Scott Burdick on Modern Art vs. Beauty

Briton Rivière - Aphrodite 02.jpg

Briton Rivière – Aphrodite 02″ by Briton Rivière – info: [1] – pic: [2]. Licensed under Public domain via Wikimedia Commons.

The state of contemporary art occasionally pops up as a topic here. To me, two necessary components art are truth and beauty, and the two are often very much intertwined. Would you not agree that Truth is a beautiful thing, though it often stings? Beauty is not always true (witness any actress who has put herself under the knife), of course, but it is terribly important—I would argue that beauty is, in fact, vital to man’s well-being. It it brings us joy and delight, it is ennobling, it can cause us to aspire—it has powerful effect upon our mind for good or ill (but that Beauty is so often an Achilles’ heel for mankind only serves to point to its importance to us).

If most of us very honest and unconcerned with others’ opinions (this rarely bothers me; I’m part O’Hara, so pulling punches is simply not my MO), few of us will call many modern art pieces “beautiful”. (Of course, we must be willing to pass judgment, just as we do when deciding whether or not something is good for us to eat.)

Interesting, yes, but very rarely lovely, much less capable of enrapturing the mind. If anything, most modern art seems to do everything it possibly can to be anything but, to even intentionally nauseate and insult.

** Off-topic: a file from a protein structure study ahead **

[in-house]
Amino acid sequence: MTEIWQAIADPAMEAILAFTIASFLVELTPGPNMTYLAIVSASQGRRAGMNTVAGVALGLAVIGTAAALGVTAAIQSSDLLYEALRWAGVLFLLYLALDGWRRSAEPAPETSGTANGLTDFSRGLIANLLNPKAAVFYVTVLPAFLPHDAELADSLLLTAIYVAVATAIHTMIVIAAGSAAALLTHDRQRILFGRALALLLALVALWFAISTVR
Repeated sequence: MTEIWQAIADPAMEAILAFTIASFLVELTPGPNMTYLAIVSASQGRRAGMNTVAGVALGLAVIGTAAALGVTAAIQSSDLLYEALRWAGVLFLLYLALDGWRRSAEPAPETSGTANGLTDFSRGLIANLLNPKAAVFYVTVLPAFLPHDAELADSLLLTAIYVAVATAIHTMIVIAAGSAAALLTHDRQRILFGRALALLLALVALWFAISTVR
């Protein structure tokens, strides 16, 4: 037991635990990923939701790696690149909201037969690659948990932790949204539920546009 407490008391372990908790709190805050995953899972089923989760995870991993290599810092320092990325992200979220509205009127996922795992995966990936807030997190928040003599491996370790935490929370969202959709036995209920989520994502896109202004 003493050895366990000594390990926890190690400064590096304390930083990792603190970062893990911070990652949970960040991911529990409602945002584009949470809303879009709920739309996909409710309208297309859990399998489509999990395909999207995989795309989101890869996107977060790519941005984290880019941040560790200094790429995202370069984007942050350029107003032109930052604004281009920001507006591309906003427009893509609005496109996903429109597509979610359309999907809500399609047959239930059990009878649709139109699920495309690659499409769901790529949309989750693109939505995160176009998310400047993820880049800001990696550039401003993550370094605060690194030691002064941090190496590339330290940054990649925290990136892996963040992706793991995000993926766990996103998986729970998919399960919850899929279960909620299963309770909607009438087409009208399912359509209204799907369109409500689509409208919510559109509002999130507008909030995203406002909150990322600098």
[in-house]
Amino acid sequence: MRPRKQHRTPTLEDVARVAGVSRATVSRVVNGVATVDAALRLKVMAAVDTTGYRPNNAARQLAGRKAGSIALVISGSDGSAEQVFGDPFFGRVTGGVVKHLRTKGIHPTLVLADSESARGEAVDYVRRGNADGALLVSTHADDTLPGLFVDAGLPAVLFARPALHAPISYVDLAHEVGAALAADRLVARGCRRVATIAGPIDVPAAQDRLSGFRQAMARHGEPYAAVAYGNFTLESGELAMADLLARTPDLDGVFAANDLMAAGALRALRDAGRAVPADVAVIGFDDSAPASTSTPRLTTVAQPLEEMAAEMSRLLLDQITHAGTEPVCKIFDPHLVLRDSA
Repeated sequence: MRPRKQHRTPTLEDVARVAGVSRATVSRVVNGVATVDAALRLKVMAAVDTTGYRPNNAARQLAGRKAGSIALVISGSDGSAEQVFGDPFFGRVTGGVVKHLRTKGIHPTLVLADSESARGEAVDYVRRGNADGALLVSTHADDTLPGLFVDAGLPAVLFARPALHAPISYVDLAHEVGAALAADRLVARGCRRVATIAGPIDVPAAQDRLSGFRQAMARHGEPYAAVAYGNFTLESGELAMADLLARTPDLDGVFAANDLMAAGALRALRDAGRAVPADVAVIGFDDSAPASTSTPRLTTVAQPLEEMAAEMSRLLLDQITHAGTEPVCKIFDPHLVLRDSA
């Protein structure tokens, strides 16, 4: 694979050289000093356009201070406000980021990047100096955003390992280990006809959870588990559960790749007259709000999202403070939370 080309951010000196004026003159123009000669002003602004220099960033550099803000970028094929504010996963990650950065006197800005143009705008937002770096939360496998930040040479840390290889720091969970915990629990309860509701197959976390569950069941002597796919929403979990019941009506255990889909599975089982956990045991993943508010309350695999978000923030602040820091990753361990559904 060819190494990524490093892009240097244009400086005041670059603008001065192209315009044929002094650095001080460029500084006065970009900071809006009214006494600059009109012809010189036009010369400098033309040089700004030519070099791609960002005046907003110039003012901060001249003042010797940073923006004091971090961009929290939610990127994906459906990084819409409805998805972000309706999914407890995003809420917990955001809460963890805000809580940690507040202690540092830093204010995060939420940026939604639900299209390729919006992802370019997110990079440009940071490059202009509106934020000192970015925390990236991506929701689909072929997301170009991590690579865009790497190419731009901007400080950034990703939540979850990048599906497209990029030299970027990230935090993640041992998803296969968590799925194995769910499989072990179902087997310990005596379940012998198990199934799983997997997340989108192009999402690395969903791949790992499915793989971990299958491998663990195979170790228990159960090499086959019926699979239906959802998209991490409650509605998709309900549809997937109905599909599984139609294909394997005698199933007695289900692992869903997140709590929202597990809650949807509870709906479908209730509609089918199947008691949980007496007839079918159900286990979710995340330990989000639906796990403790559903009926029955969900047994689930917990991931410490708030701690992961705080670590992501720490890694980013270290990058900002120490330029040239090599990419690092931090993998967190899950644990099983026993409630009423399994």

Now, I am a photographer, but one who has always loved painting and fine arts, and many consider photography to be another vein of art. Therefore it is important, as I’ve said time and again, for those of us creating visual works to seriously think what it is we are doing and why. It is a life-long process, of course. This speech, “The Banishment of Beauty” is primarily concerned with painting, but it’s very easy for anyone creating visual works to consider and apply. But please don’t click away if you’re not an artist—this speech in the videos brings up things those who buy art and visit galleries and museums has no doubt often wondered about themselves. Thus I think it’s good for all of us to watch.

Nod of appreciation to John C. Wright, whose blog I somehow (happily) stumbled across.


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